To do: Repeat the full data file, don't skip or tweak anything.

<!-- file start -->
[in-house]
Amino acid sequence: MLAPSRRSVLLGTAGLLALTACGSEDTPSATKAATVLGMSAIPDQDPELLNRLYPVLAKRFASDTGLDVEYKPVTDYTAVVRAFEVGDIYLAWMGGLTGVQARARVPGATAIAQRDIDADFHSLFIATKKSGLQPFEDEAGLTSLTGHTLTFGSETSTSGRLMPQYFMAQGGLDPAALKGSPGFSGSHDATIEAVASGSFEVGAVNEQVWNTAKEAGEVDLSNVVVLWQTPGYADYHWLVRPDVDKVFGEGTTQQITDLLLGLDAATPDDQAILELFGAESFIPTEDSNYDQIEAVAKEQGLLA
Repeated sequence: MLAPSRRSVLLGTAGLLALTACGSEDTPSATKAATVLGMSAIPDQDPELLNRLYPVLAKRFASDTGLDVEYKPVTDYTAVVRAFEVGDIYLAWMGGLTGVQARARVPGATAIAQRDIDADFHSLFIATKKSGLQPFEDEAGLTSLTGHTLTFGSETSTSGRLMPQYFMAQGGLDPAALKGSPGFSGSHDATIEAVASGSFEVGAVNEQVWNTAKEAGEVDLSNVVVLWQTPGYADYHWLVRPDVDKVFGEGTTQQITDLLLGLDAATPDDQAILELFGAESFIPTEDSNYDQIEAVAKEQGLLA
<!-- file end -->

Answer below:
[in-house]
Amino acid sequence: MLAPSRRSVLLGTAGLLALTACGSEDTPSATKAATVLGMSAIPDQDPELLNRLYPVLAKRFASDTGLDVEYKPVTDYTAVVRAFEVGDIYLAWMGGLTGVQARARVPGATAIAQRDIDADFHSLFIATKKSGLQPFEDEAGLTSLTGHTLTFGSETSTSGRLMPQYFMAQGGLDPAALKGSPGFSGSHDATIEAVASGSFEVGAVNEQVWNTAKEAGEVDLSNVVVLWQTPGYADYHWLVRPDVDKVFGEGTTQQITDLLLGLDAATPDDQAILELFGAESFIPTEDSNYDQIEAVAKEQGLLA
Repeated sequence: MLAPSRRSVLLGTAGLLALTACGSEDTPSATKAATVLGMSAIPDQDPELLNRLYPVLAKRFASDTGLDVEYKPVTDYTAVVRAFEVGDIYLAWMGGLTGVQARARVPGATAIAQRDIDADFHSLFIATKKSGLQPFEDEAGLTSLTGHTLTFGSETSTSGRLMPQYFMAQGGLDPAALKGSPGFSGSHDATIEAVASGSFEVGAVNEQVWNTAKEAGEVDLSNVVVLWQTPGYADYHWLVRPDVDKVFGEGTTQQITDLLLGLDAATPDDQAILELFGAESFIPTEDSNYDQIEAVAKEQGLLA